Integrity Monitoring with Website Security

We spend a lot of time talking about the tools at our disposal to prevent hacks. Tools like security plugins, or cloud-based WAF’s, but we need to remember that security is a cyclical process. A comprehensive thought process forces us to be be considerate of all security domains – Protection, Detection, Response.

In this article I will focus specifically on Detection, more specifically the importance of integrity monitoring.

What is Integrity Monitoring

Integrity monitoring is a process of detecting when something changes in the environment. When a change is unauthorized it is typically indicative of a compromise.

FIM, as it is known, is a very common security control in large enterprises. Not so much with micro- and small- businesses.

FIM and Website Security

FIM technology is sometimes built into the security plugins for CMS’. I know that plugins like WordFence and Sucuri include it in their plugins for WordPress. But if you’re like me, and don’t like to run security in the application layer, you can use technologies like OSSEC HIDS (A free tool) to do the heavy lifting for you. My configuration combines OSSEC with Trunc, which I use to collect, aggregate and alert on events.

OSSEC has a syscheck daemon that will run at a set frequency and record changes as they occur.

Practical Example of FIM in Action

FIM is built on this idea that even with all the preventive controls at your disposal, the odds are you will get hacked at some point. This is especially true for small websites that lack resources, teams and knowledge. If anything, it makes FIM technology that much more important as it’s a failsafe in the event something does happen.

To demonstrate this point…

Most recently I was in the midst of some research:

  1. Part 1: How WordPress Gets Hacked in 2022 – Initial Reconnaissance
  2. Part 2: What Hackers Do with WordPress in 2022 – Post Hack Analysis
  3. Part 3: Analyzing 17,000 Spam Links on a Hacked WordPress Site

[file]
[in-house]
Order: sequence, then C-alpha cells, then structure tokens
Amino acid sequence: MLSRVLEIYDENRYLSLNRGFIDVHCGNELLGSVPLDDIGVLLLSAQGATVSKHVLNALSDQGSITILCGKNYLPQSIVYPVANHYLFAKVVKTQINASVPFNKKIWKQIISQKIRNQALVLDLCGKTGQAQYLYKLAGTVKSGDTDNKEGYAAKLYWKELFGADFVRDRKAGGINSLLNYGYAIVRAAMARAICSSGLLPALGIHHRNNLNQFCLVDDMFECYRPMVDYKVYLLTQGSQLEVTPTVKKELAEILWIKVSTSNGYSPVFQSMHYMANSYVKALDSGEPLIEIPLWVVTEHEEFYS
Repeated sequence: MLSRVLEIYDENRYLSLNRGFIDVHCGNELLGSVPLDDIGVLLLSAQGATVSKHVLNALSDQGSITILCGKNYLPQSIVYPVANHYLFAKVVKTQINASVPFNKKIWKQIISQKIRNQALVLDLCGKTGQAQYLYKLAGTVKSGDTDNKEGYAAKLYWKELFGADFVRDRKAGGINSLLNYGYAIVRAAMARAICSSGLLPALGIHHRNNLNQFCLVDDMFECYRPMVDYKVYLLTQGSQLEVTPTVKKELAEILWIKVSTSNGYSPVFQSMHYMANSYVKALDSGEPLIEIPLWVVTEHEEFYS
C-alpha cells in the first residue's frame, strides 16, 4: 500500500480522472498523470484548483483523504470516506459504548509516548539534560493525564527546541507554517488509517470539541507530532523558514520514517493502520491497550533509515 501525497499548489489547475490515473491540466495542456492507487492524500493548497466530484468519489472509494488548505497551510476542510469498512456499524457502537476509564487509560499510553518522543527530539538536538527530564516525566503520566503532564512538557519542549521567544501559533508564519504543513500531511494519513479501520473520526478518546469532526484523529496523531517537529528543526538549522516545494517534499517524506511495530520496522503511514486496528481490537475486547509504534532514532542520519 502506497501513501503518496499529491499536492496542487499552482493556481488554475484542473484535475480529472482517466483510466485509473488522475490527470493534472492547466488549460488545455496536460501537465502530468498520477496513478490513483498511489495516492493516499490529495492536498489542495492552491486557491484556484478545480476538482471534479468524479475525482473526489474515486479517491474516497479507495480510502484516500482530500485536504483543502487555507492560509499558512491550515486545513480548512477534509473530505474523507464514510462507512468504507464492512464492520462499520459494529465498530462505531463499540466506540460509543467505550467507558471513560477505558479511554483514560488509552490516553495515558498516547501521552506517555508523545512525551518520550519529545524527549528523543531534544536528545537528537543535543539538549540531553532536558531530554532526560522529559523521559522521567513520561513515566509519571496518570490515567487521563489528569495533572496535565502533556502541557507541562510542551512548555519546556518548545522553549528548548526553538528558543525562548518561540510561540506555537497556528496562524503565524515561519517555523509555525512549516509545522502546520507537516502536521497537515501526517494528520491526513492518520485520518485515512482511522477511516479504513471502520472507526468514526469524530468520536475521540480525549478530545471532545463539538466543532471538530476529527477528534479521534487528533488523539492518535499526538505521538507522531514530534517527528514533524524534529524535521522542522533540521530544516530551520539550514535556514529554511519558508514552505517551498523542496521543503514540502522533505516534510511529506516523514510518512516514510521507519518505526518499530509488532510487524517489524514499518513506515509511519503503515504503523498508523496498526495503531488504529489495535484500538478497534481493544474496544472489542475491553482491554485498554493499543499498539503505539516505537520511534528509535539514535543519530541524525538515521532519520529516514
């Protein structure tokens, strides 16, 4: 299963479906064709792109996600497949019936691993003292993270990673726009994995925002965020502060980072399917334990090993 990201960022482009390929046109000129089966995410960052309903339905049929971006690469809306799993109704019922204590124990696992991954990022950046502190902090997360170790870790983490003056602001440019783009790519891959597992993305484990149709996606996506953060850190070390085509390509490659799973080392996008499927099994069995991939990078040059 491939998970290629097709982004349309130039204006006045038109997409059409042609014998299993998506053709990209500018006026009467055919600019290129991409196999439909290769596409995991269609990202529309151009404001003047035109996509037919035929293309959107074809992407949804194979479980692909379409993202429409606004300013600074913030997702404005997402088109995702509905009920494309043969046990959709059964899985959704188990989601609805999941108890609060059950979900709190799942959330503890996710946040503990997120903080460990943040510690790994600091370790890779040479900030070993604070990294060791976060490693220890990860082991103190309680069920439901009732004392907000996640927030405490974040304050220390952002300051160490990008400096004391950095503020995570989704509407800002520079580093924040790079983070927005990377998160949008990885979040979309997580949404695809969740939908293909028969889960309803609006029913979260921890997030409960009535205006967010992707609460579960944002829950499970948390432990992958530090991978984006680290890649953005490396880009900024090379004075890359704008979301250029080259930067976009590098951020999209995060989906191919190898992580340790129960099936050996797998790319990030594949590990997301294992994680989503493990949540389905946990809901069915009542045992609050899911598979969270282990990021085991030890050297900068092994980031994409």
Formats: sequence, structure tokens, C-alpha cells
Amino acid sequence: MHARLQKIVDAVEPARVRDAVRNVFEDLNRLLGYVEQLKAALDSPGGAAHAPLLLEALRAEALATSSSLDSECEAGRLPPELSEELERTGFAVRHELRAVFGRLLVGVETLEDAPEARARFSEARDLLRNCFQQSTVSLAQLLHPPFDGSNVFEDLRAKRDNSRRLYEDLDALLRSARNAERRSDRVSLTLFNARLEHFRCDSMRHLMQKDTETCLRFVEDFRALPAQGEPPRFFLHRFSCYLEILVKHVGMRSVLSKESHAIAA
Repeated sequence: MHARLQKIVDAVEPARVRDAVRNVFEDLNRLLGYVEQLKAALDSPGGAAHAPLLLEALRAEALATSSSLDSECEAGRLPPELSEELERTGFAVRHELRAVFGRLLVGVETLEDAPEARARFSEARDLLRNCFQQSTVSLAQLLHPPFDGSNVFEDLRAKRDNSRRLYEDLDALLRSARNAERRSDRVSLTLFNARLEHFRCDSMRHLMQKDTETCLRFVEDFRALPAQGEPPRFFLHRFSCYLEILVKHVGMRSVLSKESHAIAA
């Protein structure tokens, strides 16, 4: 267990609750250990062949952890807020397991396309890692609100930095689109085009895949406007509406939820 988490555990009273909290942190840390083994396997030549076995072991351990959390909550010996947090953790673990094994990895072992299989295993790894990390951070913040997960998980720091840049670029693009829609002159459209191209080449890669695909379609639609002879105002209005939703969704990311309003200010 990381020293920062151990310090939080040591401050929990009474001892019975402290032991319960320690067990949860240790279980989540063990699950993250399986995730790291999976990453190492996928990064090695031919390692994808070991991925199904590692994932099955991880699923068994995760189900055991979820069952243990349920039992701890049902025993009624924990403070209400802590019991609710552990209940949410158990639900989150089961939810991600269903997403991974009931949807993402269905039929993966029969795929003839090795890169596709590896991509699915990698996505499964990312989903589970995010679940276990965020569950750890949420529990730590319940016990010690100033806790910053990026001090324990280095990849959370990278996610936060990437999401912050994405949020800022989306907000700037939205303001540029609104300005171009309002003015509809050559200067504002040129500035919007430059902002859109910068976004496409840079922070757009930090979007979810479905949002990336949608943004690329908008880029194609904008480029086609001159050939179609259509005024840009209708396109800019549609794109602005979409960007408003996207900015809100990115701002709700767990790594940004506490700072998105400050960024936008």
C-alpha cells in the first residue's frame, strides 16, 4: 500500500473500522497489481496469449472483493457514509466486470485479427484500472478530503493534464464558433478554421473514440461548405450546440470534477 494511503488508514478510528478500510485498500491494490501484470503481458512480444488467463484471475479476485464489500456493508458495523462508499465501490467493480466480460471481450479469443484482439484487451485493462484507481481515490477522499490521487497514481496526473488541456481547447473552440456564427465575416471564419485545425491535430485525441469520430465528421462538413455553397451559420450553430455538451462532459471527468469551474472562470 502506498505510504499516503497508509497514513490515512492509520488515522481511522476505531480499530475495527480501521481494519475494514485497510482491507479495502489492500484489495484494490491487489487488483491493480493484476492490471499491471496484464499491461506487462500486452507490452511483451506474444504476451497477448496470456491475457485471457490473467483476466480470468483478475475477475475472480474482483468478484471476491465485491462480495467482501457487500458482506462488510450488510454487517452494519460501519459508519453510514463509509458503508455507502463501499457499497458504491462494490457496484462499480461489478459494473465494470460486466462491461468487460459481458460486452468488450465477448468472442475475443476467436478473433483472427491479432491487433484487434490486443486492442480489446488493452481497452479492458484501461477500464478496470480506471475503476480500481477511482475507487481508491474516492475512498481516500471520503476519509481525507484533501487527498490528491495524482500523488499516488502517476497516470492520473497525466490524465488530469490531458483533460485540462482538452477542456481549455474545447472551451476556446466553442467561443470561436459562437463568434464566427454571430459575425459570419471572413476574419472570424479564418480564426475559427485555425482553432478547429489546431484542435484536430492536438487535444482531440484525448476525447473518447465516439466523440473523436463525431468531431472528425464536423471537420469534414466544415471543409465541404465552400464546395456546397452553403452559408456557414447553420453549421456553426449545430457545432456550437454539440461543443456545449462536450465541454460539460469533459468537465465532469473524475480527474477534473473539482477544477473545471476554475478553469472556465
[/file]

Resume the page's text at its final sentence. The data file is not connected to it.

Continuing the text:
4. Part 4: Hijacking a Websites SERP Results with SEO SPAM
  5. Part 5: Navigating 81 Layers of Encoding to Reveal the C&C

The research was designed to follow a bad actor as they made their way through one of my honeypots. One of the tools I used to monitor what they were doing was the OSSEC HIDS platform, specifically the FIM technology.

It would report changes like this:

** Alert 1662160965.3144148: mail  – local,syslog,syscheck

2022 Sep 02 23:22:45 webhoney1->syscheck

Rule: 554 (level 7) -> ‘File added to the directory.’

New file ‘/var/www/[honeypot domain]/lyscide.php’ added to the file system.

To give you an idea of the number of changes they performed during the process. Here is a quick view of the number of time “rule: 554” was triggered in the past 7 days.

Every triggered event was the bad actor making a change, or adding a payload. Here is an example of the files being added:

These events would then trigger notifications that would alert me to what was going on:

FIM and Website Security

As defenders we have the responsibility of being right 100% of the time, while bad actors have the luxury of only being right once. It’s because of this that I like FIM technologies. When implemented correctly, they can be an invaluable tool.

While the scenario above is a bit extreme for most, it should highlight how powerful it can be for websites administrators. The one big caveat is to make sure to disable it for directories that you expect a lot of changes in. For example, if using WordPress you wouldn’t want it monitoring /wp-content/uploads as it might be too busy (depending on the type of site you’re managing). Or, you can also tune it to notify only on specific files (e.g., PHP vs JPEG).

If nothing else, check the application level plugins you’re using to see if they offer some form of FIM technology. If they do, make it part of your normal process to check their outputs to verify things are as they should be.